Venezuela expels top US diplomat, 2 other envoys
President Nicolas Maduro announced Monday the expulsion of the top U.S. diplomat in Venezuela and two other embassy employees for allegedly conspiring with the political opposition to sabotage the economy and power grid.
Maduro made the announcement during a live TV appearance and said they had 48 hours to leave the country.
"Out of Venezuela," the leftist leader said, then added in English: "Yankees go home."
He did offer any details on the diplomats' alleged transgressions but said they had met with opposition and labor leaders in the southwestern state of Bolivar, is home to a number of troubled state-owned foundries and Venezuela's main hydroelectric plant.
"I don't care what actions the government of Barack Obama takes," Maduro said. "We're not going to permit an imperialist government to come and bring money and see how essential companies can be halted and see how to take away electricity and shut down all of Venezuela."
The expulsions come as Venezuela's economy looks increasingly troubled during the approach to Dec. 8 municipal elections. Annual inflation is at more than 45 percent and the government is running short of foreign currency.
In naming the three diplomats, Maduro pronounced clearly the name of Kelly Keiderling, the charge d'affaires who is the top U.S. diplomat in the country. The other two diplomats' names were less clearly enunciated.
The U.S. Embassy had not yet been officially informed of the expulsions when Maduro announced them, said Gregory Adams, its acting deputy chief of mission.
Venezuela and the United States have been without ambassadors since 2010, when the late President Hugo Chavez refused to accept a newly named U.S. ambassador. In 2008, Chavez expelled then-U.S. Ambassador Patrick Duffy in "solidarity" with Bolivia, which was booting the U.S. ambassador there, but allowed him to return the following year.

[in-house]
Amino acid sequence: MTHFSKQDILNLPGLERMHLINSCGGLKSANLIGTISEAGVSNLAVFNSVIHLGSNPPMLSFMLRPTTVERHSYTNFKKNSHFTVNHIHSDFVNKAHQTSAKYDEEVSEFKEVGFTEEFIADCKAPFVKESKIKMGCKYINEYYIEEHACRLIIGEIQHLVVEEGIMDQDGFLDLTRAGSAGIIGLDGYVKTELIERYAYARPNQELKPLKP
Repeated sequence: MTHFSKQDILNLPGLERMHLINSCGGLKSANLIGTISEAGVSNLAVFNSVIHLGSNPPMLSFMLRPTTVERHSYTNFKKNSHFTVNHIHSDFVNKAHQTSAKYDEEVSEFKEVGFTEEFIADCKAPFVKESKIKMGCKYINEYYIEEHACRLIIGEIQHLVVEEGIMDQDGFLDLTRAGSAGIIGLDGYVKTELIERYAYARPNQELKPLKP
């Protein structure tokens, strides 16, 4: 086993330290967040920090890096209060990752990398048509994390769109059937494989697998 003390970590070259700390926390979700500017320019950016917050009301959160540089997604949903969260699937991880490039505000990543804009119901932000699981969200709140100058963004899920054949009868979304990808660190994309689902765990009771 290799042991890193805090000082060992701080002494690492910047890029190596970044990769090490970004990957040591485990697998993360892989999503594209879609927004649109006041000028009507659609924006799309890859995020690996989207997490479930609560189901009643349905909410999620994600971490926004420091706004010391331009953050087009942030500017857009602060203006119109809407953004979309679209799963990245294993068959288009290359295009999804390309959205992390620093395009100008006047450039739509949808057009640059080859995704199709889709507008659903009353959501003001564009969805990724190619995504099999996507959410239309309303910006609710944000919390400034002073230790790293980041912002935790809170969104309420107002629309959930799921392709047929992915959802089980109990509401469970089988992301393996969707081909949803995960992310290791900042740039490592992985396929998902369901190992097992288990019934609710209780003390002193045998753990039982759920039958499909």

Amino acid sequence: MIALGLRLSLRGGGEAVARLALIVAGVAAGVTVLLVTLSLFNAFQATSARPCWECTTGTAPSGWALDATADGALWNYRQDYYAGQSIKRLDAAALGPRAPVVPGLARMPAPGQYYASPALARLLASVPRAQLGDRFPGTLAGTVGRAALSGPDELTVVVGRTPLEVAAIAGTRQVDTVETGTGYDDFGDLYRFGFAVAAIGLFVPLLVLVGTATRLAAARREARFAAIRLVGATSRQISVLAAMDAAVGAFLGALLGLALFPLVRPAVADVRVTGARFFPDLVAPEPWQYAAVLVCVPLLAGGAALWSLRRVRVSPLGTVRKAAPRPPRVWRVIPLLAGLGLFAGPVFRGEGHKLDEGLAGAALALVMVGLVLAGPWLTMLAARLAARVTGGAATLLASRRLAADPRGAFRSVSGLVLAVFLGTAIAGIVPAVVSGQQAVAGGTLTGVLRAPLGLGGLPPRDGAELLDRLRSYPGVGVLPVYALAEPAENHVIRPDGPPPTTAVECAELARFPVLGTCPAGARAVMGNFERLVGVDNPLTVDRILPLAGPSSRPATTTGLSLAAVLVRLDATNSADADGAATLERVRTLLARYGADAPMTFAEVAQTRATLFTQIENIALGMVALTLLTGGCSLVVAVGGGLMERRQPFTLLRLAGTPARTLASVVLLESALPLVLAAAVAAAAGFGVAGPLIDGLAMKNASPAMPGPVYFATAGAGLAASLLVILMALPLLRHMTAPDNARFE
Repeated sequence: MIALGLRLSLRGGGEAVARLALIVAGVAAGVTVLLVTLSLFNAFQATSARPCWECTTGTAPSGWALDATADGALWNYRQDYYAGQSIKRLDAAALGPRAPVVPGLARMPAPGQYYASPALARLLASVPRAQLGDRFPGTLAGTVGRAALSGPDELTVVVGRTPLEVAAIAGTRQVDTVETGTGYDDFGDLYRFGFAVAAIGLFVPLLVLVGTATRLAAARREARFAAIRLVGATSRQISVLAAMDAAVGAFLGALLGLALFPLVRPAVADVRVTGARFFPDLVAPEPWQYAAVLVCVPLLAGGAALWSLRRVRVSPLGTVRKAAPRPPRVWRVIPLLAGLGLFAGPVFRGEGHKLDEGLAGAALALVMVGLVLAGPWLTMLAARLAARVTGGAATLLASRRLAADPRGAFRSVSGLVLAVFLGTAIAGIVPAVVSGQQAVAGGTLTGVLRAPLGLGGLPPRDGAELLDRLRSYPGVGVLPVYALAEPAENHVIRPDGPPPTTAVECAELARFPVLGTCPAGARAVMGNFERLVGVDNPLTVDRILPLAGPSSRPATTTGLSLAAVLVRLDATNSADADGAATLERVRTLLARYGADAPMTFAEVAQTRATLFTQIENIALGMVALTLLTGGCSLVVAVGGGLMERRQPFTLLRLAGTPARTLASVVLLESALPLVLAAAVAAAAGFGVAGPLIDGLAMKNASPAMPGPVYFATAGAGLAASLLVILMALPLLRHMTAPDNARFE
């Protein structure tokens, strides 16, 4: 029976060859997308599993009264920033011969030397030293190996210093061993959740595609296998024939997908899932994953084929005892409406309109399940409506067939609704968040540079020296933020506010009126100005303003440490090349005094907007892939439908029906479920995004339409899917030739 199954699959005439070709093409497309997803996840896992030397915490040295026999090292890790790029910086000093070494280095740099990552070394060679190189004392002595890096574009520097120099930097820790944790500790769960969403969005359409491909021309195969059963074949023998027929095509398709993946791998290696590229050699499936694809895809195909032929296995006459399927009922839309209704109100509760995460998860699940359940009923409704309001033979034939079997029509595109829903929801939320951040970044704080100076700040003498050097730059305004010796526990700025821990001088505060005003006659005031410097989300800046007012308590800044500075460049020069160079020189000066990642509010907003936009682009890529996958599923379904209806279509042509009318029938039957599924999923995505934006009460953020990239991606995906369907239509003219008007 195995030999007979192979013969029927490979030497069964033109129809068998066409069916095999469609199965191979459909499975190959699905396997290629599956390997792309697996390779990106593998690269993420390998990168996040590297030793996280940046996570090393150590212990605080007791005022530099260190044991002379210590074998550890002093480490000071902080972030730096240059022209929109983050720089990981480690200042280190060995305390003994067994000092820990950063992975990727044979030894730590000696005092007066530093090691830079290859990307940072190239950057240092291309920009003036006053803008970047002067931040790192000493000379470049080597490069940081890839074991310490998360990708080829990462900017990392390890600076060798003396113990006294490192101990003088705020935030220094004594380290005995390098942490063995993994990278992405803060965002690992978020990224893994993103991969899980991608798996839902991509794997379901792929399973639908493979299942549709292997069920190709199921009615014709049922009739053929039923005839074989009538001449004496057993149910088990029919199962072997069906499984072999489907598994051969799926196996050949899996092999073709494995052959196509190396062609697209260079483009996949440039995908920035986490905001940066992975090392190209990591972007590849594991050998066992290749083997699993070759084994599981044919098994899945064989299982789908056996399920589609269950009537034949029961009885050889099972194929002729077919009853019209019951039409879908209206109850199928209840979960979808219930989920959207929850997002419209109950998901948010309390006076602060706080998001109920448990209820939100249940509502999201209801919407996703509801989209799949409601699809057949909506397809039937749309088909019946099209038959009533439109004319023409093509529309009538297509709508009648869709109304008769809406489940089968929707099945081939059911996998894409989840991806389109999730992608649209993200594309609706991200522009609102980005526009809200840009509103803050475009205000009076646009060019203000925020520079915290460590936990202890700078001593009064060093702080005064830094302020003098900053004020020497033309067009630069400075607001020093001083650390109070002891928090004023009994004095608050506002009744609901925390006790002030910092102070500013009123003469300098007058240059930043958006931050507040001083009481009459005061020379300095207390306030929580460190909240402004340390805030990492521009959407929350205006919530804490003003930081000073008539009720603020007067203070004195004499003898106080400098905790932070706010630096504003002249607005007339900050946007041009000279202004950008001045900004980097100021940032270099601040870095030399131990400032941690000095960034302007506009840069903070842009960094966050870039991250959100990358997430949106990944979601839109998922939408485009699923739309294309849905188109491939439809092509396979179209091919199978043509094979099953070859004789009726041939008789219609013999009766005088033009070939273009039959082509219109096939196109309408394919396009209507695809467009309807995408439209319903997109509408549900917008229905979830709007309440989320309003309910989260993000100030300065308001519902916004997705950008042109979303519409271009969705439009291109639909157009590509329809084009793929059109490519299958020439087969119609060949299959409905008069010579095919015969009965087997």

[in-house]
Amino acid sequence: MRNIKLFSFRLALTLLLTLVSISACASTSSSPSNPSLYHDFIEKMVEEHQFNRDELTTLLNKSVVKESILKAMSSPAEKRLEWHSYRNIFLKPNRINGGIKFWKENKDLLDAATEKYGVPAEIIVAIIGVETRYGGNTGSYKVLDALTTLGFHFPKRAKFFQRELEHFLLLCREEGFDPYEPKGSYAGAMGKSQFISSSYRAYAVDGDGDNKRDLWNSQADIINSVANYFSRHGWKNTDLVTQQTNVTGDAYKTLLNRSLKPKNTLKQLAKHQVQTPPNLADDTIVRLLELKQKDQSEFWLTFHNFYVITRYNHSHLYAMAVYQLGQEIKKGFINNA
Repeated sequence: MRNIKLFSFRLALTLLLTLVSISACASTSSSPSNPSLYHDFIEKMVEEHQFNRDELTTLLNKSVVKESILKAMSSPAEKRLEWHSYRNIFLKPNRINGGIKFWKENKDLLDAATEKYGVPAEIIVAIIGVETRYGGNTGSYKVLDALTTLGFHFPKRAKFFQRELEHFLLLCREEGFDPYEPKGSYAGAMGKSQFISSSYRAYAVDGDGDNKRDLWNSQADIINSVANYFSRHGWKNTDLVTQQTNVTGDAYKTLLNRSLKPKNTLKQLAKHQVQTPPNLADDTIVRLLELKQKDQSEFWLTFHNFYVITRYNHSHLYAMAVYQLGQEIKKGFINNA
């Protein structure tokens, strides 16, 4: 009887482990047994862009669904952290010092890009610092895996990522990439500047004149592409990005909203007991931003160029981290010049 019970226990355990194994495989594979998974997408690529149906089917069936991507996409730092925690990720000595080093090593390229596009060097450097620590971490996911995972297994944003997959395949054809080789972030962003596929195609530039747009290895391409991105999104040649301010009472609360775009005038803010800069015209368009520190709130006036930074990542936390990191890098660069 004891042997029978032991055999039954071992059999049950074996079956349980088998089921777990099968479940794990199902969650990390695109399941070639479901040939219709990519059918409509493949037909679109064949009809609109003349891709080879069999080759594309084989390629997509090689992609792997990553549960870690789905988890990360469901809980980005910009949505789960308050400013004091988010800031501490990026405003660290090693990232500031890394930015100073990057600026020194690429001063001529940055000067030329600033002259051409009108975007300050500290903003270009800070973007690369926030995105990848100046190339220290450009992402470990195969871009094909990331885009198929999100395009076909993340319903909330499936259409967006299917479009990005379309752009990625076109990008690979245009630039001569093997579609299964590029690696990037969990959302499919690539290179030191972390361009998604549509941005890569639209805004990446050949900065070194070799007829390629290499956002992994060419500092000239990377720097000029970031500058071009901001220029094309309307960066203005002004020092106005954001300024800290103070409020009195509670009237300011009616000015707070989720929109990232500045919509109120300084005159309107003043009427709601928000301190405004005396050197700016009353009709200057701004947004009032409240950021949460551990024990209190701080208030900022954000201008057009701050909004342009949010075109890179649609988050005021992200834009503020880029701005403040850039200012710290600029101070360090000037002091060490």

Keiderling arrived at the embassy in July 2011 as deputy chief of mission after previously working in embassies including in Moldova, Kyrgyzstan, Botswana, the Dominican Republic and the U.S. Interests section in Cuba.
The oil-rich OPEC member country has been plagued by worsening power outages since 2010. The opposition blames neglect and poor maintenance, while it alleges mismanagement and corruption at troubled state-owned aluminum, iron and bauxite foundries in Bolivar.
Maduro blames sabotage by the "extreme right" for the blackouts and food shortages, but has provided no evidence. Like Chavez, he has a history of making unsubstantiated accusations against the United States and his political opponents.
Last week, Maduro said he had canceled a planned trip to New York to address the U.N. General Assembly due to an unspecified U.S. plot. Since his April election, Maduro has claimed five attempts to assassinate him have been foiled. In no instance did he provide evidence.
The last time Venezuela expelled U.S. diplomats was on March 5, when it ejected two military attaches for allegedly trying to destabilize the nation. That move came several hours before Maduro announced that Chavez had died of cancer.
Chavez governed Venezuela for 14 years, solidifying control of all branches of government as he won solid backing from the poor with generous social spending and blamed the United States for an unsuccessful attempt to overthrow him in 2002.
In recent years, however, Venezuela's woes have been compounded by corruption, rampant violent crime, worsening power outages and increasing shortages of food and medicines.
At the same time, Maduro's government has been accused by international human rights and press freedom groups of cracking down on free speech and independent media political activity.
An apparent thaw in U.S.-Venezuelan relations appeared in the offing in early June after Foreign Minister Elias Jaua met with Secretary of State John Kerry.
But Maduro scuttled it after Washington's ambassador to the U.N., Samantha Power, accused Venezuela of a crackdown on civil society during her confirmation hearing the following month.
Maduro narrowly won election in April over opposition challenger Henrique Capriles, who claims the victory was fraudulent.
In a tweet Monday, Capriles called the expulsion of the U.S. diplomats "pure smoke to mask that he can't handle the country."
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